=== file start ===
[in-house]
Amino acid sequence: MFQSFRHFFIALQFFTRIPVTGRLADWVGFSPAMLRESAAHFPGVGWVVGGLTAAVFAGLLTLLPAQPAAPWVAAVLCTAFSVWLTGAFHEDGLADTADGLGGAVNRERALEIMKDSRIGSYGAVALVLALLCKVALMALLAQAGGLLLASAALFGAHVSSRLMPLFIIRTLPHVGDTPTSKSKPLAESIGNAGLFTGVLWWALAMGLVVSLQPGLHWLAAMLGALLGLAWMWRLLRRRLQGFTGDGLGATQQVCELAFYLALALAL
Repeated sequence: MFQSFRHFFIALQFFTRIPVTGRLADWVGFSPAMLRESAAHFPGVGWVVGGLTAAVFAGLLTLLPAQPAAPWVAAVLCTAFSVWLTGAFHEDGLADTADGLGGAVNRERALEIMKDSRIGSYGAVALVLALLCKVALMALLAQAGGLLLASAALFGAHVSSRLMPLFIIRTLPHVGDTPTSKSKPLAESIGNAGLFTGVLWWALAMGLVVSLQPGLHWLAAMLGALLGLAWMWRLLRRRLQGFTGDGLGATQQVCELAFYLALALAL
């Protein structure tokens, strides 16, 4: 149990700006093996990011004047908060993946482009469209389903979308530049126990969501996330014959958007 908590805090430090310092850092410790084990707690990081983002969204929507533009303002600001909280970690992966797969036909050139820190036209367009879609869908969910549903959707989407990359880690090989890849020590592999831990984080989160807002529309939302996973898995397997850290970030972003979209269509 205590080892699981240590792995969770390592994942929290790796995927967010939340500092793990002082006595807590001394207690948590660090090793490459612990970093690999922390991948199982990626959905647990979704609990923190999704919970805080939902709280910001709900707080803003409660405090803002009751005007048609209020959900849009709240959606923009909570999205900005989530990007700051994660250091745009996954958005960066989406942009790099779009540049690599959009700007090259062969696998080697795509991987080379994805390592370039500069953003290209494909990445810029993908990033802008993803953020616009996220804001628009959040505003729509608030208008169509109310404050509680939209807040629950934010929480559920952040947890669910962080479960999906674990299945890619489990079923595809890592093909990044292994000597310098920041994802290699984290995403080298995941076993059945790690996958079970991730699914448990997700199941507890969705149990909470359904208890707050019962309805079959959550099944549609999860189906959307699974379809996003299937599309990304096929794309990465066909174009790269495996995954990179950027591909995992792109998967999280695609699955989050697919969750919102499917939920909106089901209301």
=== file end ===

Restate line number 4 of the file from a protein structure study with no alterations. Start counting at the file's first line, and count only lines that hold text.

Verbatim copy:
């Protein structure tokens, strides 16, 4: 149990700006093996990011004047908060993946482009469209389903979308530049126990969501996330014959958007 908590805090430090310092850092410790084990707690990081983002969204929507533009303002600001909280970690992966797969036909050139820190036209367009879609869908969910549903959707989407990359880690090989890849020590592999831990984080989160807002529309939302996973898995397997850290970030972003979209269509 205590080892699981240590792995969770390592994942929290790796995927967010939340500092793990002082006595807590001394207690948590660090090793490459612990970093690999922390991948199982990626959905647990979704609990923190999704919970805080939902709280910001709900707080803003409660405090803002009751005007048609209020959900849009709240959606923009909570999205900005989530990007700051994660250091745009996954958005960066989406942009790099779009540049690599959009700007090259062969696998080697795509991987080379994805390592370039500069953003290209494909990445810029993908990033802008993803953020616009996220804001628009959040505003729509608030208008169509109310404050509680939209807040629950934010929480559920952040947890669910962080479960999906674990299945890619489990079923595809890592093909990044292994000597310098920041994802290699984290995403080298995941076993059945790690996958079970991730699914448990997700199941507890969705149990909470359904208890707050019962309805079959959550099944549609999860189906959307699974379809996003299937599309990304096929794309990465066909174009790269495996995954990179950027591909995992792109998967999280695609699955989050697919969750919102499917939920909106089901209301």